Most of the protesters killed this week by Israeli fire along the border with the Gaza Strip were members of Hamas, the militant group said Wednesday, an assertion that deepens the starkly different narratives on both sides over the deaths.
“It was clear to Israel and now it is clear to the whole world that there was no popular protest. This was an organized mob of terrorists organized by Hamas,” said Israeli Foreign Ministry spokesman Emmanuel Nahshon.
In an interview with Baladna TV, a private Palestinian news outlet that broadcasts via Facebook, senior Hamas official Salah Bardawil said 50 out of the nearly 60 protesters killed Monday were Hamas members, with the others being “from the people.”
Bardawil did not elaborate on the nature of their membership in the group. For Israel, though, it was enough to cement its narrative.
Prime Minister Benjamin Netanyahu said Israel had tallied similar numbers to Hamas and “won’t let those who call for our destruction to breach our borders and to threaten our communities.”
Organizers say the wave of border protests is meant in large part to break a decade-old blockade imposed by Israel and Egypt and pressure Israel to ease its restrictions. Since the Hamas-led protests began March 30, more than 110 Palestinians have been killed and more than 2,500 wounded by live fire, Hamas claims.
The weekly protests peaked on Monday when about 40,000 angry Gaza residents descended on the border area. Smaller groups of protesters broke away and rushed the border fence, burning tires, throwing stones or hurling firebombs. Some tried to attack the border fence with bombs and used rifles to attack Israeli defenders.
Israeli snipers, perched behind sand berms, opened fire from the other side of the fence, killing 59 Palestinians and wounding hundreds.
Images of the protesters being whisked away in stretchers amid the tear gas contrasted sharply Monday with jubilant scenes of the opening of the U.S. Embassy in Jerusalem by a high-powered American delegation and Israeli leaders. Hardly a mention was made of the border violence, only about an hour’s drive away.
The Israeli army has defended its actions. It points to the violent history of Hamas, an internationally recognized Islamic terror organization behind the shootings and bombing attacks against Israeli forces. Israel claims the terror organization is using protesters as human shields to cover their attacks and as a way to gain sympathy from the liberal media.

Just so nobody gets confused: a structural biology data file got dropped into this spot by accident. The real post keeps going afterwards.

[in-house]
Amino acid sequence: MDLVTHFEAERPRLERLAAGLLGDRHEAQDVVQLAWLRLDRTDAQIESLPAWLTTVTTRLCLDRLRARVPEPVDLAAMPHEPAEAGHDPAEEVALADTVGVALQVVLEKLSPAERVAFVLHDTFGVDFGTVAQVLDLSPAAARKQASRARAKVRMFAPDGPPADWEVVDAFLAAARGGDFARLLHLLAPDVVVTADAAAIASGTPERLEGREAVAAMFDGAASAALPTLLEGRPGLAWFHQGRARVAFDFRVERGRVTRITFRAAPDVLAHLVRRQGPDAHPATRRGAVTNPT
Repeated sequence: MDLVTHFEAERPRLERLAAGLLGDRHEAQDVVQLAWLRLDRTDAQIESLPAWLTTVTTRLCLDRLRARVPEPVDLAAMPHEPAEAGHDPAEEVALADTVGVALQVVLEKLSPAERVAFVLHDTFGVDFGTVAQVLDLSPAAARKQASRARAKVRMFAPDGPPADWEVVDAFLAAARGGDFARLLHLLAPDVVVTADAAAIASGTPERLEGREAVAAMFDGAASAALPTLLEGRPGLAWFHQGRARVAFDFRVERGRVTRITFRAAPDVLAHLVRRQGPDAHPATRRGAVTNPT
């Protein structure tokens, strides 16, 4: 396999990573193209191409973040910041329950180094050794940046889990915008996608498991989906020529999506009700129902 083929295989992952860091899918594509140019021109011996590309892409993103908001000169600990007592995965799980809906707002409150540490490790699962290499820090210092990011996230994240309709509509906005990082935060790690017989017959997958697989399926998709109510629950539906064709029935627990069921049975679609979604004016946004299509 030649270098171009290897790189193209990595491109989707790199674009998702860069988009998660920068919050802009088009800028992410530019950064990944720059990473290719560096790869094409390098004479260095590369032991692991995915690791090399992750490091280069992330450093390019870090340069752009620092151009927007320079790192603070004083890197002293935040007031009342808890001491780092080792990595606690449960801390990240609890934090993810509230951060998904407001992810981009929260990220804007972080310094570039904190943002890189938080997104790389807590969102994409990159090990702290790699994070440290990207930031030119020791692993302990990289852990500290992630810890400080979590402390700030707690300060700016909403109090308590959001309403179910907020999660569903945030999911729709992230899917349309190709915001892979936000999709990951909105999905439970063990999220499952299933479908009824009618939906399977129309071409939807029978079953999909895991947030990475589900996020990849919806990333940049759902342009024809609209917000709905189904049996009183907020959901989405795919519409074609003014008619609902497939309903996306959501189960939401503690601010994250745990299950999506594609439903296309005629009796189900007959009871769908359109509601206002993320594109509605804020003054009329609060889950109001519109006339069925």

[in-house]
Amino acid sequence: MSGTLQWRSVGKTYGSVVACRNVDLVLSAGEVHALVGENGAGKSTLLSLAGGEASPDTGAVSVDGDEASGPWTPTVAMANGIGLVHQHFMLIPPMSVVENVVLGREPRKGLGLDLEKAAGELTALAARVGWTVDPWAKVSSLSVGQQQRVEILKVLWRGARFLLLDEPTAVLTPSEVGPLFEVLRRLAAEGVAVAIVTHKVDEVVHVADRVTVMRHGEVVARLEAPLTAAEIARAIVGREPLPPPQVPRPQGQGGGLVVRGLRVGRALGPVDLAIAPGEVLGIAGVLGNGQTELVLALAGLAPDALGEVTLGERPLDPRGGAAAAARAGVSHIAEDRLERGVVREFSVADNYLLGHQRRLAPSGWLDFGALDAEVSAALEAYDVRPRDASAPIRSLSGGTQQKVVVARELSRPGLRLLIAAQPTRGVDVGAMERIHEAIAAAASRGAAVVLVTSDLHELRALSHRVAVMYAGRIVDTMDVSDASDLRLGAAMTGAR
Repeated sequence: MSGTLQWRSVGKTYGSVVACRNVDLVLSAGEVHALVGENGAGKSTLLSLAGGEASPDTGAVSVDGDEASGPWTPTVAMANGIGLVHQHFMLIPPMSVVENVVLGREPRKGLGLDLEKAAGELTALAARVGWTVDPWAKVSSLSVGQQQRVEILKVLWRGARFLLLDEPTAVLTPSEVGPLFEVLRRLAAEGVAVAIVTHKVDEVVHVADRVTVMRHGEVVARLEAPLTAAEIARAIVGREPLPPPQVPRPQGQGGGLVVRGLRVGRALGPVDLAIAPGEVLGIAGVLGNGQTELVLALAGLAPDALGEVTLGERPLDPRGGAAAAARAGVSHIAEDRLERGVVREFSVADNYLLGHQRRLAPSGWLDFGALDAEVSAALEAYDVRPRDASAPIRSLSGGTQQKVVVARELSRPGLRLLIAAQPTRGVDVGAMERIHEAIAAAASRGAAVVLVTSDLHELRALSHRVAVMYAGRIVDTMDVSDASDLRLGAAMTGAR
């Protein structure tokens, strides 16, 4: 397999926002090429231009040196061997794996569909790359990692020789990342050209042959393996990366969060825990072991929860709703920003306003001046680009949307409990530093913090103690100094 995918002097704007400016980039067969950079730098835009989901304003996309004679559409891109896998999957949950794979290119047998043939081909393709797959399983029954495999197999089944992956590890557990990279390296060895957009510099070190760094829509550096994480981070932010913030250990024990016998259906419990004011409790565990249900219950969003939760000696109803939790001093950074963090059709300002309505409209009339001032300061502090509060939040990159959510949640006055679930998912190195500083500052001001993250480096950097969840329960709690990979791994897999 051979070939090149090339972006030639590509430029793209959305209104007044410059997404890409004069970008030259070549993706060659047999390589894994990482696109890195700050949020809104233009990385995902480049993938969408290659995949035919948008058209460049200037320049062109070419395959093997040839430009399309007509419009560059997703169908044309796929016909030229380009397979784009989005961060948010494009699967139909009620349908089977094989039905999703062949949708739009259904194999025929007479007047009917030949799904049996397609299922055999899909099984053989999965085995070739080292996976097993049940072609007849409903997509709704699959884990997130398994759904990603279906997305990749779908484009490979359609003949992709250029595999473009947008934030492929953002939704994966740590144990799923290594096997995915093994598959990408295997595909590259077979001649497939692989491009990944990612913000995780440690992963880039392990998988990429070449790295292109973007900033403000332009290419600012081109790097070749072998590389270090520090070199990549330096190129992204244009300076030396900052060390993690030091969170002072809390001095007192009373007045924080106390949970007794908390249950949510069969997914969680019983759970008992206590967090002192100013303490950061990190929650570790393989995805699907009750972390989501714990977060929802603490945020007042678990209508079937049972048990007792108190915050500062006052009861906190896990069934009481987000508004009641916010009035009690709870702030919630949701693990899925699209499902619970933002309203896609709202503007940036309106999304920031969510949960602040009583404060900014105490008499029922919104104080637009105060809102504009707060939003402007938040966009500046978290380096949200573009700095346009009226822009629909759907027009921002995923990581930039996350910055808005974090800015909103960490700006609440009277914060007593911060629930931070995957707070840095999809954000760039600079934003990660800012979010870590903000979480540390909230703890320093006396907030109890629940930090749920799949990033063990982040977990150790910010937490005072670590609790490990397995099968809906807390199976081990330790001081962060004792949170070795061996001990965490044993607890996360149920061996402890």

On Tuesday, the army released a video that appeared to show protesters detonating several explosions near the border. It also said its forces had killed a squad of Hamas gunmen who opened fire at troops.
Lt. Col. Jonathan Conricus, a military spokesman, said 14 of those killed Monday were actively involved in carrying out attacks.
Omar Shakir, the local director for Human Rights Watch, said that under international law, Israel cannot use lethal force against unarmed protesters, regardless of their identity or possible affiliation with a militant group.
“These individuals that were killed, regardless of their affiliation or membership, were engaged in a demonstration in which they did not pose an immediate threat to life and were gunned down, and that’s what’s relevant,” Shakir said.
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Israel says it uses live fire only as a last resort. Snipers are supposed to aim at protesters’ legs and can shoot only with approval from a commander.
Hamas’ statement comes at a moment when Israel finds itself largely isolated over its response to the protests.
The U.S. was among the few countries that came to Israel’s defense, backing its right to protect its border on the same day that it countered international disapproval of moving its embassy from Tel Aviv to Jerusalem. The Palestinians, who seek east Jerusalem as capital of their hoped-for state and vehemently oppose the U.S. move, recalled their ambassadors to four European countries that had supported it.
On Wednesday, Guatemala followed the U.S. lead, festively opening its new Jerusalem mission with Guatemalan President Jimmy Morales saying his country was bringing a message of “love, peace and fraternity” to Israel. Paraguay said it also will move its embassy to Jerusalem. Romania, the Czech Republic and Honduras have said they are considering doing the same.
The Associated Press contributed to this article.